IARC issues Health Classification for Occupational Exposures during Road Paving
The International Agency for Research on Cancer (IARC), based in Lyon, France, issued a statement on 20 October assigning occupational exposures to straight-run bitumens and their emissions during road paving a Group 2B (“possibly carcinogenic to humans”) classification. This Group 2B classification puts road paving in the same category as numerous exposures, including cell phones and coffee.
EAPA, with its colleagues in North America, the National Asphalt Paving Association (NAPA), and in the bitumen industries on both sides of the Atlantic, underwrote a series of studies that were designed and led by IARC over the last ten years or so. None of these studies reported any direct link between bitumens used in road paving and the onset of cancer in the workforce. However, with health and safety being the highest priority for the industry and its employees, EAPA will continue to work with all its stakeholders towards reducing emissions of all sorts, so as to minimise any possible irritation or other impacts from them.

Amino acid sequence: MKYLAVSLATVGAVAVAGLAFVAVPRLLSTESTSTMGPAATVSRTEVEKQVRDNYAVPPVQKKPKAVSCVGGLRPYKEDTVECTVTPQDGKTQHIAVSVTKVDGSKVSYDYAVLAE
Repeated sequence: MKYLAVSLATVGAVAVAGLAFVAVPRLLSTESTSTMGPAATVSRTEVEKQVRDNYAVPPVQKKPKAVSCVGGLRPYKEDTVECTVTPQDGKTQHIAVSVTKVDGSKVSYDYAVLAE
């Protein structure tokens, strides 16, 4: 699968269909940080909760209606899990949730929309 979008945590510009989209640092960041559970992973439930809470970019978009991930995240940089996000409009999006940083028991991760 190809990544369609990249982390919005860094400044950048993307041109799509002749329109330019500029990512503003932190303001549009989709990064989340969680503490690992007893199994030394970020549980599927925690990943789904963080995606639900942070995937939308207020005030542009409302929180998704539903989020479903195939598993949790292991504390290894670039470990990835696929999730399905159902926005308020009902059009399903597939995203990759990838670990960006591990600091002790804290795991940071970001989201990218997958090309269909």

IARC, which brings together international panels of scientists, is based in Lyon, France. Its assessments go to national health agencies for possible guidance. IARC has reviewed more than 900 chemicals and other agents since its founding in 1971. IARC categorizes chemicals, agents, mixtures and exposures.
To put this classification into proper context, it is worth quoting Dr. Jim Melius, PHD, MD, the top occupational physician at the Laborers International Union of North America (LIUNA): “People working in the asphalt paving industry should not be concerned about this new IARC classification. The two key animal studies on paving asphalt did not show any evidence of cancer risk, and the major IARC cancer study of people working in the paving industry in Europe did not show any increased risk for cancer.”